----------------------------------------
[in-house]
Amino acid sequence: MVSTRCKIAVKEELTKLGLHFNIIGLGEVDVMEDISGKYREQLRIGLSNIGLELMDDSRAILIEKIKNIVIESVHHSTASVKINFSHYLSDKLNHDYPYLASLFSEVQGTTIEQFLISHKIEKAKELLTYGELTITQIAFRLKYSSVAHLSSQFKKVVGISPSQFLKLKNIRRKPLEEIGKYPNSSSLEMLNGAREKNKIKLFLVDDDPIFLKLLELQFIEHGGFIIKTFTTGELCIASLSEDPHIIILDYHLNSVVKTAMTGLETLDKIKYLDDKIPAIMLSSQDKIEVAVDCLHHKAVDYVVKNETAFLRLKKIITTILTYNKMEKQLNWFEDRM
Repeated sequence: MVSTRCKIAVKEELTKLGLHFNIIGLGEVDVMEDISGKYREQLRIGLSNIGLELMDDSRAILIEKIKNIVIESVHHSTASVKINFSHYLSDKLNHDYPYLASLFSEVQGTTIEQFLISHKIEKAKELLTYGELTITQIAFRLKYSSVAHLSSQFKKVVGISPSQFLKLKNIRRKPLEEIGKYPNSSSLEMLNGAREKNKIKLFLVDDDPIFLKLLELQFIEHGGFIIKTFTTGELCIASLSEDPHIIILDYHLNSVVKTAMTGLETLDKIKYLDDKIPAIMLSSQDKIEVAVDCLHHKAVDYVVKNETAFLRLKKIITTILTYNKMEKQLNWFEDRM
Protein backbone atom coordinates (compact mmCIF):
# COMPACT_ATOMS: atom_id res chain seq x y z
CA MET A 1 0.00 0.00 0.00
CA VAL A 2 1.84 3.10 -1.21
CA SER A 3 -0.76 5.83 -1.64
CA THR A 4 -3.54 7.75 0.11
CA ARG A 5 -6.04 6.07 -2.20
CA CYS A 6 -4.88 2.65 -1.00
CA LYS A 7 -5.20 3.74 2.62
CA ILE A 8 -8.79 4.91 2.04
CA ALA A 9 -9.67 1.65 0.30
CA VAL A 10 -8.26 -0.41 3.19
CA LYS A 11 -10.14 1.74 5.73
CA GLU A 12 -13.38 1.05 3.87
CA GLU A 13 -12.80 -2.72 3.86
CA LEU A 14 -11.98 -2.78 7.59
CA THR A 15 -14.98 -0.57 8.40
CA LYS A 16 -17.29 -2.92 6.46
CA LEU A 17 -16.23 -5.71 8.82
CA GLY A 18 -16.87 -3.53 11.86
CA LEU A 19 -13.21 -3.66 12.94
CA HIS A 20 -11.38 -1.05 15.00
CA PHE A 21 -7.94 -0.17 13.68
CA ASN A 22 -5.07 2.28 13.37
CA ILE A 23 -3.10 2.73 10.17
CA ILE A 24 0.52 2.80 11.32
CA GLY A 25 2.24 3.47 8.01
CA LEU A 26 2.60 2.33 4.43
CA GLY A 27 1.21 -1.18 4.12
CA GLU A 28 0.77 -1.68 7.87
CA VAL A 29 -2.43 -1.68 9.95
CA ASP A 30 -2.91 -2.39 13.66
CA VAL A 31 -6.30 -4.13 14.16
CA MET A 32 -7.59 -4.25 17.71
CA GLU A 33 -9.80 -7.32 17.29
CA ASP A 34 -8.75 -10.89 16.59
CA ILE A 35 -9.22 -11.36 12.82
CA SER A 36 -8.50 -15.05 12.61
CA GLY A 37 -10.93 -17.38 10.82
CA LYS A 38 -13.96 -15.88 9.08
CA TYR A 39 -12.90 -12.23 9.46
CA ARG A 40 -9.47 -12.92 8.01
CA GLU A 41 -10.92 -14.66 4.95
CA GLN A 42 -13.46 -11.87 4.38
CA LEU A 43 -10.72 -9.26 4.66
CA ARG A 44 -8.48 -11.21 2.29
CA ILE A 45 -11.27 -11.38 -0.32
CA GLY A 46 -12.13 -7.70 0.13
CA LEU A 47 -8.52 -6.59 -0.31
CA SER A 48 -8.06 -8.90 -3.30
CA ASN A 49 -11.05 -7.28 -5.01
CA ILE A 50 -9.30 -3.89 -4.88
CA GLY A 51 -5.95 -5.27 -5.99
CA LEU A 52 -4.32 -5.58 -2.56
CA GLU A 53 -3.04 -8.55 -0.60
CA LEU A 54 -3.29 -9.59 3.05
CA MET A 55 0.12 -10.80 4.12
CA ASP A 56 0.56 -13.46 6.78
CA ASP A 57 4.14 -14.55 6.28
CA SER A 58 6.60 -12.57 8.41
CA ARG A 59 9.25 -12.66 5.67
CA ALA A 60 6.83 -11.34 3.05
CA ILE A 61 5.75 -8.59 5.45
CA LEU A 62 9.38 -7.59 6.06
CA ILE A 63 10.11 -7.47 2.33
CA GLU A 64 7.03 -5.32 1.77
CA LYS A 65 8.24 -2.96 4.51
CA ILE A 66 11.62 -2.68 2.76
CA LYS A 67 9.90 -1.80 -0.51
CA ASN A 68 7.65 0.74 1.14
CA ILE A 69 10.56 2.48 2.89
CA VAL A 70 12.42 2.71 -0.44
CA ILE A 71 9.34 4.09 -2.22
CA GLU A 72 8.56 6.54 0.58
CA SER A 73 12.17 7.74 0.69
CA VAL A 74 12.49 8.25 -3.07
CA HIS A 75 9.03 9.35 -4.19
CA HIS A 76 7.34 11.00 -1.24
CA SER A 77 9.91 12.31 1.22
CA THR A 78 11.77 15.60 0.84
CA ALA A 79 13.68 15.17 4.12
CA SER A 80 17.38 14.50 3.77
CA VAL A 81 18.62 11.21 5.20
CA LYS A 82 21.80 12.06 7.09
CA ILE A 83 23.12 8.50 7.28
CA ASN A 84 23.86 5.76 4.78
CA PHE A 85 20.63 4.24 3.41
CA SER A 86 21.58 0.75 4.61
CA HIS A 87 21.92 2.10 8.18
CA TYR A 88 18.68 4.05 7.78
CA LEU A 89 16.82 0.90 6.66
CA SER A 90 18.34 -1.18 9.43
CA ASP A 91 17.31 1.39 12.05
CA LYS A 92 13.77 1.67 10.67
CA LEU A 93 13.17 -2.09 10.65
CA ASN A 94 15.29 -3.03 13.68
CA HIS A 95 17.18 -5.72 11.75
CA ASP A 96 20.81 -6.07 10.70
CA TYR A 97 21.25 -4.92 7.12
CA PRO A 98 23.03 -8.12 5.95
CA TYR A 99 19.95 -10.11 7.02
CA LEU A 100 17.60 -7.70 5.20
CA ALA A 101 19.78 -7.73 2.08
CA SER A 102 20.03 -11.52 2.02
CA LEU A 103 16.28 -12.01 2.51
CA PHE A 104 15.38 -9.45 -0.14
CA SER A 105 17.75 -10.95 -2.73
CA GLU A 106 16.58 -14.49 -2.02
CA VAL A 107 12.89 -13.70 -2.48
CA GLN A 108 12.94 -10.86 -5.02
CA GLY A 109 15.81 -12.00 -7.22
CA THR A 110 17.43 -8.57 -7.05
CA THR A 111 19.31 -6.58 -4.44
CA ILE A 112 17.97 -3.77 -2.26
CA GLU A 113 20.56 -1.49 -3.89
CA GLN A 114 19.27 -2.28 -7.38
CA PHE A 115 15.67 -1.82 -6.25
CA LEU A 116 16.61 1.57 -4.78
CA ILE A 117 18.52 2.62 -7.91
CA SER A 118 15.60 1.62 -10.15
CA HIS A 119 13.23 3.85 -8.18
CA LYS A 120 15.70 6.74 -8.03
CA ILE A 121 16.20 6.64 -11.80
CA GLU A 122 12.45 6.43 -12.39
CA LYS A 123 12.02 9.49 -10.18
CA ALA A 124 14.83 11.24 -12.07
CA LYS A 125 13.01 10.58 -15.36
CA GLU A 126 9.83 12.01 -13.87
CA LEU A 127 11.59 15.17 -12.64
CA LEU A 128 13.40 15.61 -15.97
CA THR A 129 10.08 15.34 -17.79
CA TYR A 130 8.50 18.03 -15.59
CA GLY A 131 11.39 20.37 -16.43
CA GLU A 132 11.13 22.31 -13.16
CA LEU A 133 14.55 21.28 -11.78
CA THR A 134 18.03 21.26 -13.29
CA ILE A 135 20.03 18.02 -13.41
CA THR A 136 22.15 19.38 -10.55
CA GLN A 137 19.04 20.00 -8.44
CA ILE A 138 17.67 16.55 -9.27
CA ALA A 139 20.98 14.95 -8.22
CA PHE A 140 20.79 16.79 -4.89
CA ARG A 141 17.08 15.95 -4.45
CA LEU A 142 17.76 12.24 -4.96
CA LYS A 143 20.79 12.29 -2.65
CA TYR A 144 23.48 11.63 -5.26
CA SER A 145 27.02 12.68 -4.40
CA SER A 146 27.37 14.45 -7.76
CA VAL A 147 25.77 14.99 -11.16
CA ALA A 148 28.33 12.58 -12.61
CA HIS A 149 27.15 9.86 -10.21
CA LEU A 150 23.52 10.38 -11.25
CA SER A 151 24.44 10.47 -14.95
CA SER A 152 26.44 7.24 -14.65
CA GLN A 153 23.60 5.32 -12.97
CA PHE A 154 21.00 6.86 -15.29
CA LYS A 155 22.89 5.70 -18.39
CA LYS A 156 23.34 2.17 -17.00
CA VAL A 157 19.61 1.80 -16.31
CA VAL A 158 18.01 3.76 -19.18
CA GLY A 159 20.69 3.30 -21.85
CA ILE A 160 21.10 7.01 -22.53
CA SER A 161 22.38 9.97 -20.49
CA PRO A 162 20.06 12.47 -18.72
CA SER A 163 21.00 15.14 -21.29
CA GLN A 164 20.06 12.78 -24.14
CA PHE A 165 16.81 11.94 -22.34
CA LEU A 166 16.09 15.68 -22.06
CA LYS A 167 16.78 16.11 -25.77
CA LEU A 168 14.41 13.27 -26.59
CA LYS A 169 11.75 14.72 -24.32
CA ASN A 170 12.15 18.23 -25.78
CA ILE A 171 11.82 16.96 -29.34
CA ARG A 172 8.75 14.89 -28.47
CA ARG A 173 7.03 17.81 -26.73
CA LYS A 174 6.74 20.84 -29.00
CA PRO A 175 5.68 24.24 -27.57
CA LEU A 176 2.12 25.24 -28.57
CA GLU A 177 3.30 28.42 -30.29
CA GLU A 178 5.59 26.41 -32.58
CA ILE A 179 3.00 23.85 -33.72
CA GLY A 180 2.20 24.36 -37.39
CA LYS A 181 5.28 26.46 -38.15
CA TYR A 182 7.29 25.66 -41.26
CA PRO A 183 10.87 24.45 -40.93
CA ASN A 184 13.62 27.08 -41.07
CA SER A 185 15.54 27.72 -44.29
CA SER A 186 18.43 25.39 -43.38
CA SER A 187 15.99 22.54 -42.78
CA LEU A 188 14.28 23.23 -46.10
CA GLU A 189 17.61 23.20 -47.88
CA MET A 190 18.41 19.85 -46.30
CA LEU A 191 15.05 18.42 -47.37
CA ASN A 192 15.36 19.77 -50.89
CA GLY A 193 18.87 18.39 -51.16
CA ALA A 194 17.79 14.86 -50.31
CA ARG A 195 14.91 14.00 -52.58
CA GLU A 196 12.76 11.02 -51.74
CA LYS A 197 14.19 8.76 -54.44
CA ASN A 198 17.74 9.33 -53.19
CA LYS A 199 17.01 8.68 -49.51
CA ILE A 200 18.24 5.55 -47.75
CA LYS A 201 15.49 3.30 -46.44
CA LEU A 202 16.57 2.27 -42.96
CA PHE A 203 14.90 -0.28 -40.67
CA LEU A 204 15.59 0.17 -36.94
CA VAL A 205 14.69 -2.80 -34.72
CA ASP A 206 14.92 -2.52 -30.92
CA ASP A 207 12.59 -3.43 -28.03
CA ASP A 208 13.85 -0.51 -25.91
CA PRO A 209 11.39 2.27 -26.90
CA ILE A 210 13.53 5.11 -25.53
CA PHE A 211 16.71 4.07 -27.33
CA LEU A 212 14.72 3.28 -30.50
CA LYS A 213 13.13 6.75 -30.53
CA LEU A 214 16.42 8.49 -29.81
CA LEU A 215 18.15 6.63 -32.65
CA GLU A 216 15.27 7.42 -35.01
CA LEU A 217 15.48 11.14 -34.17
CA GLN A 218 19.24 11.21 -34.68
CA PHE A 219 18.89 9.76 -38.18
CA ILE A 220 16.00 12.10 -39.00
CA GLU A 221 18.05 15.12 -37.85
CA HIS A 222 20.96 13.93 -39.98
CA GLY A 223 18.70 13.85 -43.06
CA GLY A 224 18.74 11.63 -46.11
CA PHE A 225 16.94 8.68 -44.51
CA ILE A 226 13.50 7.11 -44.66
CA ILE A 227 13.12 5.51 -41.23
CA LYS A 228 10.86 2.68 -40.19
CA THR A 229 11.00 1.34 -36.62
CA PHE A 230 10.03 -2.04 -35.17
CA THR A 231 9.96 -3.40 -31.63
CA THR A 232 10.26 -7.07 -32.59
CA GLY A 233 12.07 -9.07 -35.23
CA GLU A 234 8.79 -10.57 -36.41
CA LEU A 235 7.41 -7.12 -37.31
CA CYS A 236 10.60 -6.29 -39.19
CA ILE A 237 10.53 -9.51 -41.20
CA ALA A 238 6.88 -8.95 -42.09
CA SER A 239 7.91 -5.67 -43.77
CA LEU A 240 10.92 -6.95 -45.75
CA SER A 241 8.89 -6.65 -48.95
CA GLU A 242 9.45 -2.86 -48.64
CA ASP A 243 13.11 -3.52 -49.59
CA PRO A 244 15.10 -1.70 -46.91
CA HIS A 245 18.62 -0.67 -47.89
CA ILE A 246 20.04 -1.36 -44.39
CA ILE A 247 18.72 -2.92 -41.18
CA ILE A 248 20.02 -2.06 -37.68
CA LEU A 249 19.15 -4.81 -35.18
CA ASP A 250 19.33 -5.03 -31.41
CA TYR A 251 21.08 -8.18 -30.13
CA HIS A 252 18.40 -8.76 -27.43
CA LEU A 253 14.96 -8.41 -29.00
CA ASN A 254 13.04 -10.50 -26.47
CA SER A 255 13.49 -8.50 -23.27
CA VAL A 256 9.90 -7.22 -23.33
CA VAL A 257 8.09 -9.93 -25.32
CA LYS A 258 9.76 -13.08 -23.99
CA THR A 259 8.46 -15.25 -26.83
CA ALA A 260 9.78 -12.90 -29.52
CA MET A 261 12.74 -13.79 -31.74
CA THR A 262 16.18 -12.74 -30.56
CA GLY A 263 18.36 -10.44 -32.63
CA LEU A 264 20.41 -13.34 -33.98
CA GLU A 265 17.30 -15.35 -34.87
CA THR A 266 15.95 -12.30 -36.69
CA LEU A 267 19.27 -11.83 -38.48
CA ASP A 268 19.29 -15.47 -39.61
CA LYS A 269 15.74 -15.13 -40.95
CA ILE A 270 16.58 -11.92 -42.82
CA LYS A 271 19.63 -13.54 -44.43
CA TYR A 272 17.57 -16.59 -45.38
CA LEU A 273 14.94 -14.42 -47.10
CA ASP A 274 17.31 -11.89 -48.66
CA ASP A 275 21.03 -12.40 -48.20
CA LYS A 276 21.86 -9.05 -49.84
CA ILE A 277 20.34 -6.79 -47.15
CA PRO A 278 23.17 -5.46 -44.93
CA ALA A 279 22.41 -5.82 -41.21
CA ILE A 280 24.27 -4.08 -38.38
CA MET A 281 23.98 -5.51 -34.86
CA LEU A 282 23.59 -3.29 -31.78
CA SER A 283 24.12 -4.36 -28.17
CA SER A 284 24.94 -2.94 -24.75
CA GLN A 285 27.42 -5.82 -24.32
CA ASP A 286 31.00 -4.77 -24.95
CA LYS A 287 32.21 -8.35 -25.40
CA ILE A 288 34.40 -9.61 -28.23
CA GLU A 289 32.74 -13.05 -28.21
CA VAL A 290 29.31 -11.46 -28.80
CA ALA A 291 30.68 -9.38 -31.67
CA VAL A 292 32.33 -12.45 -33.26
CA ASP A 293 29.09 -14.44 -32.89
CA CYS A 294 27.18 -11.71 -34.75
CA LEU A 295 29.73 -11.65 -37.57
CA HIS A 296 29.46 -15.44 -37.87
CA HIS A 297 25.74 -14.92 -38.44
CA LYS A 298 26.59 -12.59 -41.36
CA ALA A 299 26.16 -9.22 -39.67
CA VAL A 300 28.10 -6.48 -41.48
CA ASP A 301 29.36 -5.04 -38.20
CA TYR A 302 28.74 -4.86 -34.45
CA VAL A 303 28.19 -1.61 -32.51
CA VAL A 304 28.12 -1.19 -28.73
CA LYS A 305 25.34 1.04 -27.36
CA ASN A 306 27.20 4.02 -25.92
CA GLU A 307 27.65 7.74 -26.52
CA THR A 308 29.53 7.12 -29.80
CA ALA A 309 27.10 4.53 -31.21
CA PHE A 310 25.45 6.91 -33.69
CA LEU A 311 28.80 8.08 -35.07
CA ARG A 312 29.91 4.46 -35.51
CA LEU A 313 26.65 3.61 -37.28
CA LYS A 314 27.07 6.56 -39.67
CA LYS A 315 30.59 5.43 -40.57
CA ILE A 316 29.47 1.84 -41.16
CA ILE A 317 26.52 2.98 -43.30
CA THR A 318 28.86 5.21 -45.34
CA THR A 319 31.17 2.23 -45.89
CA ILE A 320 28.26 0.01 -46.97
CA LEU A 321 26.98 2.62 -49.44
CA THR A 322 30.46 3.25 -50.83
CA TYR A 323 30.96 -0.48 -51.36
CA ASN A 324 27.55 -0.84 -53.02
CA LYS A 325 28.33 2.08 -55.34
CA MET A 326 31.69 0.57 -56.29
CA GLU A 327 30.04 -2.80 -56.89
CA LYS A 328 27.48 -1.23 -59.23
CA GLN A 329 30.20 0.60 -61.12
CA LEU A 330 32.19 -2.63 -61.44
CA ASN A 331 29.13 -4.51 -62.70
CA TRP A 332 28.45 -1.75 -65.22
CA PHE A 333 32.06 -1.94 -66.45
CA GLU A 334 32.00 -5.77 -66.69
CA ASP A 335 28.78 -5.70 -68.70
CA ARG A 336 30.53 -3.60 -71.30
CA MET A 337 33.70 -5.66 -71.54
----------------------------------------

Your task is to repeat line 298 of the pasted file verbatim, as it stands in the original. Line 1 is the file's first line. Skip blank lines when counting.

CA ASP A 293 29.09 -14.44 -32.89